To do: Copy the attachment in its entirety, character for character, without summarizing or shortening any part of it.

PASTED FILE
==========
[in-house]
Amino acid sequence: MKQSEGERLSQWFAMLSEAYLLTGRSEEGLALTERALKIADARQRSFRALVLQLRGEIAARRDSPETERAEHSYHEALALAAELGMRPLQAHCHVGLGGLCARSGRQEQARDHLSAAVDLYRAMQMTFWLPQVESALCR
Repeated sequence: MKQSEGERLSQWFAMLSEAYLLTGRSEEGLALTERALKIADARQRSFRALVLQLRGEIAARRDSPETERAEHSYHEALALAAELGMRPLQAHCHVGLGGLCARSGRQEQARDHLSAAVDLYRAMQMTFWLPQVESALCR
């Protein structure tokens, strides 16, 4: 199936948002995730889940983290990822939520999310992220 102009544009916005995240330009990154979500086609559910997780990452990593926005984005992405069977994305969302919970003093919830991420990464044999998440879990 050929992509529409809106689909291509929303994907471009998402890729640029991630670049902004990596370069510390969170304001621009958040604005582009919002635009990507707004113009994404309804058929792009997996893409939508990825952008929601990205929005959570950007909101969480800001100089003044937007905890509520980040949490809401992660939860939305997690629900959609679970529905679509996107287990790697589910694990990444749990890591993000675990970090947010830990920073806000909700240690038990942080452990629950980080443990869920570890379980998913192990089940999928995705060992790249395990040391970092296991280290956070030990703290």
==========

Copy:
[in-house]
Amino acid sequence: MKQSEGERLSQWFAMLSEAYLLTGRSEEGLALTERALKIADARQRSFRALVLQLRGEIAARRDSPETERAEHSYHEALALAAELGMRPLQAHCHVGLGGLCARSGRQEQARDHLSAAVDLYRAMQMTFWLPQVESALCR
Repeated sequence: MKQSEGERLSQWFAMLSEAYLLTGRSEEGLALTERALKIADARQRSFRALVLQLRGEIAARRDSPETERAEHSYHEALALAAELGMRPLQAHCHVGLGGLCARSGRQEQARDHLSAAVDLYRAMQMTFWLPQVESALCR
């Protein structure tokens, strides 16, 4: 199936948002995730889940983290990822939520999310992220 102009544009916005995240330009990154979500086609559910997780990452990593926005984005992405069977994305969302919970003093919830991420990464044999998440879990 050929992509529409809106689909291509929303994907471009998402890729640029991630670049902004990596370069510390969170304001621009958040604005582009919002635009990507707004113009994404309804058929792009997996893409939508990825952008929601990205929005959570950007909101969480800001100089003044937007905890509520980040949490809401992660939860939305997690629900959609679970529905679509996107287990790697589910694990990444749990890591993000675990970090947010830990920073806000909700240690038990942080452990629950980080443990869920570890379980998913192990089940999928995705060992790249395990040391970092296991280290956070030990703290």